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How To Deal With Medical Liens After A Personal Injury Lawsuit

If you are injured in the state of Illinois because another person was negligent – a careless driver, property owner, or dog owner, for example – it is imperative to put your case immediately in the hands of an experienced Chicago car accident attorney.

The injured victims of negligence are entitled under state law to complete compensation for all of their accident-related medical bills, lost wages, personal pain and suffering, and more. But you will have to prove that you were injured by negligence, and you will need an attorney’s help.

However, once you’ve received an out-of-court settlement or a jury verdict for a personal injury, you may have trouble hanging onto it.


You might be surprised to learn that in this state, auto insurance companies, health insurance companies, and healthcare providers may be able to make a legal claim against your personal injury compensation – after you’ve received it.

In fact, here in Illinois, a medical lien is common in personal injury situations. A medical lien is a repayment demand that may be claimed against your injury compensation.

Medical Liens
Medical Liens

If you were injured, and if another party paid all or part of your medical expenses – or agreed to withhold billing until you received your recovery – you may have to reimburse the party who paid for your medical treatment or pay any healthcare provider who agreed to delay billing.


When a health insurance company or a healthcare provider seeks to be reimbursed for your medical costs from your personal injury recovery, it is a process known in the law as “subrogation.”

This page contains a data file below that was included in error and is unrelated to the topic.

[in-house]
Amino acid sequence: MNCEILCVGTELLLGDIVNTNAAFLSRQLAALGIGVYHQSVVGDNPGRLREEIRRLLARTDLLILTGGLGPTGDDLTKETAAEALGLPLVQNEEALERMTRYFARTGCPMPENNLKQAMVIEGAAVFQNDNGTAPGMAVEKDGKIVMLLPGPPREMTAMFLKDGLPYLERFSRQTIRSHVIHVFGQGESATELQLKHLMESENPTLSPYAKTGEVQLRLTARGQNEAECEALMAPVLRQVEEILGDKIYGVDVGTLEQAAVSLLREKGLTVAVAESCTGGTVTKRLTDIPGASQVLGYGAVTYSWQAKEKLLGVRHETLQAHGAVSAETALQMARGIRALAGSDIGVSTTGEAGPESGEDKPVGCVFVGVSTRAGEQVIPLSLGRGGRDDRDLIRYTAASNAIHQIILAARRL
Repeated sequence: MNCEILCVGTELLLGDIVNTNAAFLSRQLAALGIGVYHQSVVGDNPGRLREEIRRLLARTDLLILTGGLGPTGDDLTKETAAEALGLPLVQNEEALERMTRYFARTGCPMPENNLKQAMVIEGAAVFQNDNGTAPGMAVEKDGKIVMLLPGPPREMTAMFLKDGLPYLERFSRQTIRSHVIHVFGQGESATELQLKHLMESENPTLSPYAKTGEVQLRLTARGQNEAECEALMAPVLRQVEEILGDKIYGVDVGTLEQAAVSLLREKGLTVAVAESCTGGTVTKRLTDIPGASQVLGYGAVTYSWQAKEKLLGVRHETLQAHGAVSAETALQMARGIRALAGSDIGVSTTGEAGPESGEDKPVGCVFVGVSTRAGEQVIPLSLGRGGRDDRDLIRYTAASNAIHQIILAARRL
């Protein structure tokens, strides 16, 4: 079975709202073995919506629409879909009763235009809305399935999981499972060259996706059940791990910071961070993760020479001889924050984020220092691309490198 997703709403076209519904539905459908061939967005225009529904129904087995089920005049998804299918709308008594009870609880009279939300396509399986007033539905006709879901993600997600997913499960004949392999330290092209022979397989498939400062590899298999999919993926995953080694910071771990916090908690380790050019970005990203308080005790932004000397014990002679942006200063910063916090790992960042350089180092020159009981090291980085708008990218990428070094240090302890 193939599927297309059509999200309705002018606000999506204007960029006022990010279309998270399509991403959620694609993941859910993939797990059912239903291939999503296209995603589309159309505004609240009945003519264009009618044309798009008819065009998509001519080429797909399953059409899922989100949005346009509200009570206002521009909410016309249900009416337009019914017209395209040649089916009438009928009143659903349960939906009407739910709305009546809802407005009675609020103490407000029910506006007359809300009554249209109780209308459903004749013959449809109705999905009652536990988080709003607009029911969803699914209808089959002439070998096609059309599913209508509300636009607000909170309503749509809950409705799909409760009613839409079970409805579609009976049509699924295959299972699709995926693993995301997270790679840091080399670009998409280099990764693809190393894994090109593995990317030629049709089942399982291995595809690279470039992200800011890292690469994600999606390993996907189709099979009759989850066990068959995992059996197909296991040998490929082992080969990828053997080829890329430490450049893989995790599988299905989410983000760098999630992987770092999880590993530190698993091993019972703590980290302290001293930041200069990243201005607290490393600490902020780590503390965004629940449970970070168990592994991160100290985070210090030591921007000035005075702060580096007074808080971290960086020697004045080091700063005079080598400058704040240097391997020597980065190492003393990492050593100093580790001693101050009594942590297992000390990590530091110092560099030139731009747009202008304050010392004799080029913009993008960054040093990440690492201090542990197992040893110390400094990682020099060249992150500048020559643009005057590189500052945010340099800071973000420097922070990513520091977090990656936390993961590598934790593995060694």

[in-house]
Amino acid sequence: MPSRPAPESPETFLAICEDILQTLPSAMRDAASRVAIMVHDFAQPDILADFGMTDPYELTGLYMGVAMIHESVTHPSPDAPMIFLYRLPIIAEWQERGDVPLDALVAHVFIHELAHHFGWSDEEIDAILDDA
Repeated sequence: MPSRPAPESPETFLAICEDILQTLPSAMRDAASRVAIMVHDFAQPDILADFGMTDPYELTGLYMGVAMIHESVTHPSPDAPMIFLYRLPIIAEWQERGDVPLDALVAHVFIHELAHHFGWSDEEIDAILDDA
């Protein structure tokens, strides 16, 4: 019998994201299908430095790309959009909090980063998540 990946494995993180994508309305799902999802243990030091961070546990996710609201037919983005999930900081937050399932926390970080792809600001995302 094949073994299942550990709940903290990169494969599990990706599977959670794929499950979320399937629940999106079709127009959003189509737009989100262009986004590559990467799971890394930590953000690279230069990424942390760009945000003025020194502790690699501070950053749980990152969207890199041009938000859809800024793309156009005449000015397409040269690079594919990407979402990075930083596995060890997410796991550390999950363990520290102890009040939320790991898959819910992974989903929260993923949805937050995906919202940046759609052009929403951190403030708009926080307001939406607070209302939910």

The strength of an insurance company’s subrogation claim hinges on state law and on the precise wording of the insurance policy in question. Unlike some states, Illinois allows subrogation clauses to be included in insurance policies, and the state enforces legitimate subrogation claims.


Like insurance companies in Illinois, hospitals and other healthcare providers in this state are also entitled to be paid from a personal injury recovery if medical bills are due or if billing was withheld until compensation was received.

A healthcare provider may even ask a patient to sign a lien agreement, although medical provider liens are strictly regulated in this state.

Healthcare Providers

Under the Illinois Health Care Services Lien Act, a healthcare provider who treats an injury victim has only a limited right to personal injury recovery funds.

The law makes certain that healthcare providers are compensated – without taking everything that an injury victim receives at the conclusion of the arduous personal injury process.


Specifically, what does the Illinois Health Care Services Lien Act provide?

When a personal injury victim in this state receives an out-of-court settlement or a jury verdict, a medical lien against that compensation may not exceed forty percent of the total amount. Even with multiple lienholders, medical liens may not exceed forty percent of the recovery amount.

Although the Illinois Health Care Services Lien Act spells out – in detail – what percentages of a recovery amount each healthcare provider and professional may be entitled to, the law does not require a healthcare provider to excuse or “write off” any remaining debt amount.